“As a black woman, I know what it feels like to be followed around in anything from a low-end convenience store to a Saks Fifth Avenue, simply because of the color of my skin. I also know what it feels like to be pulled over unjustly—and I absolutely know it’s not right because I happen to know the motor vehicle laws. I know what it feels like to have a man, who is driving and I’m a passenger, be pulled over unjustly while we’re driving through a white town. So please don’t take this as me not understanding the plight of us as African Americans in this country, because I do.

“However, as an officer, I also know what it feels like to be harassed, assaulted, spit at, cursed at and have unjust complaints filed on me because the man or woman I went after was a fugitive and he or she eluded arrest. Because the group of dudes on the corner were clearly hustling and I moved in to make my arrest. Because I pulled out my weapon on the young man who did not heed my requests to slowly take his hands out of his pockets, to stop running, to stay where he is, to let me see his hands, to put his hands in the air, to put his hands on the steering wheel, etc. Because I was doing my job.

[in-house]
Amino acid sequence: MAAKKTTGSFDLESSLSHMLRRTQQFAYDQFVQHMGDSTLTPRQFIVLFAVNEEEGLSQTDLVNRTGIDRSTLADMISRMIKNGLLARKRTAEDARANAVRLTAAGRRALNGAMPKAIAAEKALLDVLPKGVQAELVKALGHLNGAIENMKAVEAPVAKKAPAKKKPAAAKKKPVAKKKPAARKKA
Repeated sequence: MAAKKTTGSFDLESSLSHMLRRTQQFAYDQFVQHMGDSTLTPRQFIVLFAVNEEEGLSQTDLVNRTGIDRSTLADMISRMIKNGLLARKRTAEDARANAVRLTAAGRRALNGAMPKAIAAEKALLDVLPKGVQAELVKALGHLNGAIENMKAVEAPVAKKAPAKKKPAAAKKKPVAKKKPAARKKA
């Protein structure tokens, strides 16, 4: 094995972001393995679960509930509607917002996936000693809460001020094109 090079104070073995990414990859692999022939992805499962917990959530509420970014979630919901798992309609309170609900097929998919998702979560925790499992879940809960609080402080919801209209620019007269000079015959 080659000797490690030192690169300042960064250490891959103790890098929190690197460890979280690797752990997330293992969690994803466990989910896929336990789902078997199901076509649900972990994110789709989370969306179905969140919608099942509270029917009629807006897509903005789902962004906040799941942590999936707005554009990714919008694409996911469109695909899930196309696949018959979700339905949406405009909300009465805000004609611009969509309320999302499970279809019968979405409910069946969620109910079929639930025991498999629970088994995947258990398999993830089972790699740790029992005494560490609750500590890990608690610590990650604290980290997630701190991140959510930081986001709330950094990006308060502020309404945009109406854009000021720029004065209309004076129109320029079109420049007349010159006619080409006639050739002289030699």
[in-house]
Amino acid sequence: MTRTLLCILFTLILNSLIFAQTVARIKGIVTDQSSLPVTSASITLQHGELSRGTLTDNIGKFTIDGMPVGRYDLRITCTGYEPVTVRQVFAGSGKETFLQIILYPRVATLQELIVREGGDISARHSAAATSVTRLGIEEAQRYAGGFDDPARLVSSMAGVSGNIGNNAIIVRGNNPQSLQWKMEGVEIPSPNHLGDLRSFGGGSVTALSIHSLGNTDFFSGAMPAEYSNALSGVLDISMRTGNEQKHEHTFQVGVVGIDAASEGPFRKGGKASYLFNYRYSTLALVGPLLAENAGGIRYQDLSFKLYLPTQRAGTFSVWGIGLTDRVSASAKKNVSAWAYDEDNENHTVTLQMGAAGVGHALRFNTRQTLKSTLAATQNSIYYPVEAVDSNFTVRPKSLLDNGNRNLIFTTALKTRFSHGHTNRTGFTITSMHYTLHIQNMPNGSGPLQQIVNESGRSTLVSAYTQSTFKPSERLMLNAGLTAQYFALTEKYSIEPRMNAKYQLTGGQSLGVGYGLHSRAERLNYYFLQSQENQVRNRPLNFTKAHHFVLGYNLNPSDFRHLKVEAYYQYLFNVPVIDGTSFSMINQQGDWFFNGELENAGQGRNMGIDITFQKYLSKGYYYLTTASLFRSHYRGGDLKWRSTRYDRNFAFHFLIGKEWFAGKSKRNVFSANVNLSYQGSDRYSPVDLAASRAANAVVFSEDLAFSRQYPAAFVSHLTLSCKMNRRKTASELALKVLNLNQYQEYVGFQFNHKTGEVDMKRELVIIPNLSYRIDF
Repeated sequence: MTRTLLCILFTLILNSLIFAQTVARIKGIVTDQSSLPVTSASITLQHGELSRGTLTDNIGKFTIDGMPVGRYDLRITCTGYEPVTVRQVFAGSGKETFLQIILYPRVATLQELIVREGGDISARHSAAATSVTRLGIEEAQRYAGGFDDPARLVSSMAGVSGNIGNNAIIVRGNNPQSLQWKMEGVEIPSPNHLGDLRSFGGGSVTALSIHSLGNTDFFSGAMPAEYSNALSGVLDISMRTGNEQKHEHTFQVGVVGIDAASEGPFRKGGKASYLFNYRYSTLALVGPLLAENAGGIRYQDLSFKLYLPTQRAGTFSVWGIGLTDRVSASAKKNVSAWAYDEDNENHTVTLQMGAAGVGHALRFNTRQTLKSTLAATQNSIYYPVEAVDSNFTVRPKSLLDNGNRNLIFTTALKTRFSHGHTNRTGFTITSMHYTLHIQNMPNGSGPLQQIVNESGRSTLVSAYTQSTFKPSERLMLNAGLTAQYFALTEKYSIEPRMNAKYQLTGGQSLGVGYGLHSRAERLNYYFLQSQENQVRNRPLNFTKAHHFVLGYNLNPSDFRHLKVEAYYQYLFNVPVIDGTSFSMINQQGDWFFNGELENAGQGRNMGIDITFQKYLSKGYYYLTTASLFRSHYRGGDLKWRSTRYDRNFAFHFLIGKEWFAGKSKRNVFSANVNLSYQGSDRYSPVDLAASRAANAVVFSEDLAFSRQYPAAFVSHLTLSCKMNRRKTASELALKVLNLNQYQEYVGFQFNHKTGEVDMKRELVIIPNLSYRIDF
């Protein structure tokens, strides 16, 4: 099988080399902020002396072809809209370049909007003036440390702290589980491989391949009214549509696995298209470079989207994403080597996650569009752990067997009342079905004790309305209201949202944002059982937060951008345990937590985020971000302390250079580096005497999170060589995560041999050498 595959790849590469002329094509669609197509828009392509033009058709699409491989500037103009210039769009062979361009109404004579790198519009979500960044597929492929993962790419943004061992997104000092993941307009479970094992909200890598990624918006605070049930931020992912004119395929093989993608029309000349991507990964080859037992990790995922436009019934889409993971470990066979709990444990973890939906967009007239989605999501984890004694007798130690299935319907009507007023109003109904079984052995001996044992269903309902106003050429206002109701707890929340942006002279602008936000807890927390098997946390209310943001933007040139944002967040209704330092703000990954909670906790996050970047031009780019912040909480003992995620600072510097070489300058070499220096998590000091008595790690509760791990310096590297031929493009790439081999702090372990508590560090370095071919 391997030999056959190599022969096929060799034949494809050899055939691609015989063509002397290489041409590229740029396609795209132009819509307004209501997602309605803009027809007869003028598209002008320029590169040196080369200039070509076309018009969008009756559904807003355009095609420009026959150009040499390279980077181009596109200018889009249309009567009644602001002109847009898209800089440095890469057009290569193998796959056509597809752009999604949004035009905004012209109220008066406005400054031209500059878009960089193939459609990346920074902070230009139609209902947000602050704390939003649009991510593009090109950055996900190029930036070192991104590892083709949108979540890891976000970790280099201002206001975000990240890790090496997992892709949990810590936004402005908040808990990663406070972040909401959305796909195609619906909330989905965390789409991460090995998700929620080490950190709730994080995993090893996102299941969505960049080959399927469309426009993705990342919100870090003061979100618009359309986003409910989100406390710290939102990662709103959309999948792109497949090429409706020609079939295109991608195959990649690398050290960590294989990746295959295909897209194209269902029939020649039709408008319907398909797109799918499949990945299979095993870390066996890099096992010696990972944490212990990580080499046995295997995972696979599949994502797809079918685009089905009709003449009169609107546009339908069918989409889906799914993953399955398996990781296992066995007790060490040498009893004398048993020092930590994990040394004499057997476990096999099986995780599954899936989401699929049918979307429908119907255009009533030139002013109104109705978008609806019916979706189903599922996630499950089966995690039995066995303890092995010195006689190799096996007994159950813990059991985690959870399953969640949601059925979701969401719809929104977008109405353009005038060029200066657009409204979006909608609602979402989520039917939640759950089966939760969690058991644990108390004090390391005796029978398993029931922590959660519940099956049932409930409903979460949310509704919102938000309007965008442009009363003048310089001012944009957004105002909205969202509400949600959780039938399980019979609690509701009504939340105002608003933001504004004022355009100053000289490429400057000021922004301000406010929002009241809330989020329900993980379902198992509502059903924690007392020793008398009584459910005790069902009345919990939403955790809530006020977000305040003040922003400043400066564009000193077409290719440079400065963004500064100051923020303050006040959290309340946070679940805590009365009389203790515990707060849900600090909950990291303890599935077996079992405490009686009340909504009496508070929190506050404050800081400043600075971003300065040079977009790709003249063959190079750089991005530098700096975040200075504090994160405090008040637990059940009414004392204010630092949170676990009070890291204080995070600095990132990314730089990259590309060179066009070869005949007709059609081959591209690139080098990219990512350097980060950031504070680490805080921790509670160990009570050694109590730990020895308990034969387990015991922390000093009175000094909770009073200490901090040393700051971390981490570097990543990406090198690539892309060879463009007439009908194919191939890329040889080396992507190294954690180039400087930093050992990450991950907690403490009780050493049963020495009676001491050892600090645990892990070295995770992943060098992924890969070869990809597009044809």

“I happen to work in a city that consistently ranks high in crime. When patrolling, I pull my weapon out every day. Every single day. Have I ever had to fire it at someone? No. And I pray every day that I make it to my 25 years never having to do so.

“It is not my goal to shoot anyone or take anyone’s life. But will I? If it means me going home that night to live the rest of my life, I absolutely will. If that makes me a bad person, so be it. In this job, there are dangers that the average citizen may never be able to begin to comprehend, but that’s the exact reason why I do what I do, so that you, as citizens, don’t have to comprehend those dangers. That is my job.